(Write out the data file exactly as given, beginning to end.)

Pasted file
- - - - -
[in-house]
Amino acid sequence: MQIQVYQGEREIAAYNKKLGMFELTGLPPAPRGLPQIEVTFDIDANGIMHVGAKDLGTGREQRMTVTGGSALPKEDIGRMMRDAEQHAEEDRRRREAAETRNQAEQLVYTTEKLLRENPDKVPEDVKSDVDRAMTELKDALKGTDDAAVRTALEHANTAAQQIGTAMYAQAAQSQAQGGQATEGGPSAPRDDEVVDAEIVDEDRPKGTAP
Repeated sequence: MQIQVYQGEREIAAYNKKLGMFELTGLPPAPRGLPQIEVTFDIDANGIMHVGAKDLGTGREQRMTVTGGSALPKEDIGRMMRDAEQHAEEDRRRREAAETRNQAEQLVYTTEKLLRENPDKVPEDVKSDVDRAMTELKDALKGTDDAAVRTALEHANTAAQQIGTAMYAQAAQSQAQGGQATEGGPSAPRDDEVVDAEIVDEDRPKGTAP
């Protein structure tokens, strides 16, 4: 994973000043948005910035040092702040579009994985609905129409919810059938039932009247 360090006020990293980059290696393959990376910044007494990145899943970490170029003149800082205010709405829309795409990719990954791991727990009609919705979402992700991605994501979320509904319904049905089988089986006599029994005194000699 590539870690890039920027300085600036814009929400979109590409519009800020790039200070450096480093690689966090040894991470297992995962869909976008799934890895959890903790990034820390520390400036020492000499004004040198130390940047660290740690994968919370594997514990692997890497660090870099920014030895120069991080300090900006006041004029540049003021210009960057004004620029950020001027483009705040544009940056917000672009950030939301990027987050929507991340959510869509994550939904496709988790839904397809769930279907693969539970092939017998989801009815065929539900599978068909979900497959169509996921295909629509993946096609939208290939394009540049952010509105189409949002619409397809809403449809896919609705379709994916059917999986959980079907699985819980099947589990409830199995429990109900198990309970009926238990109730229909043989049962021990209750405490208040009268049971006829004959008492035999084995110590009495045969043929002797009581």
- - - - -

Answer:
[in-house]
Amino acid sequence: MQIQVYQGEREIAAYNKKLGMFELTGLPPAPRGLPQIEVTFDIDANGIMHVGAKDLGTGREQRMTVTGGSALPKEDIGRMMRDAEQHAEEDRRRREAAETRNQAEQLVYTTEKLLRENPDKVPEDVKSDVDRAMTELKDALKGTDDAAVRTALEHANTAAQQIGTAMYAQAAQSQAQGGQATEGGPSAPRDDEVVDAEIVDEDRPKGTAP
Repeated sequence: MQIQVYQGEREIAAYNKKLGMFELTGLPPAPRGLPQIEVTFDIDANGIMHVGAKDLGTGREQRMTVTGGSALPKEDIGRMMRDAEQHAEEDRRRREAAETRNQAEQLVYTTEKLLRENPDKVPEDVKSDVDRAMTELKDALKGTDDAAVRTALEHANTAAQQIGTAMYAQAAQSQAQGGQATEGGPSAPRDDEVVDAEIVDEDRPKGTAP
């Protein structure tokens, strides 16, 4: 994973000043948005910035040092702040579009994985609905129409919810059938039932009247 360090006020990293980059290696393959990376910044007494990145899943970490170029003149800082205010709405829309795409990719990954791991727990009609919705979402992700991605994501979320509904319904049905089988089986006599029994005194000699 590539870690890039920027300085600036814009929400979109590409519009800020790039200070450096480093690689966090040894991470297992995962869909976008799934890895959890903790990034820390520390400036020492000499004004040198130390940047660290740690994968919370594997514990692997890497660090870099920014030895120069991080300090900006006041004029540049003021210009960057004004620029950020001027483009705040544009940056917000672009950030939301990027987050929507991340959510869509994550939904496709988790839904397809769930279907693969539970092939017998989801009815065929539900599978068909979900497959169509996921295909629509993946096609939208290939394009540049952010509105189409949002619409397809809403449809896919609705379709994916059917999986959980079907699985819980099947589990409830199995429990109900198990309970009926238990109730229909043989049962021990209750405490208040009268049971006829004959008492035999084995110590009495045969043929002797009581």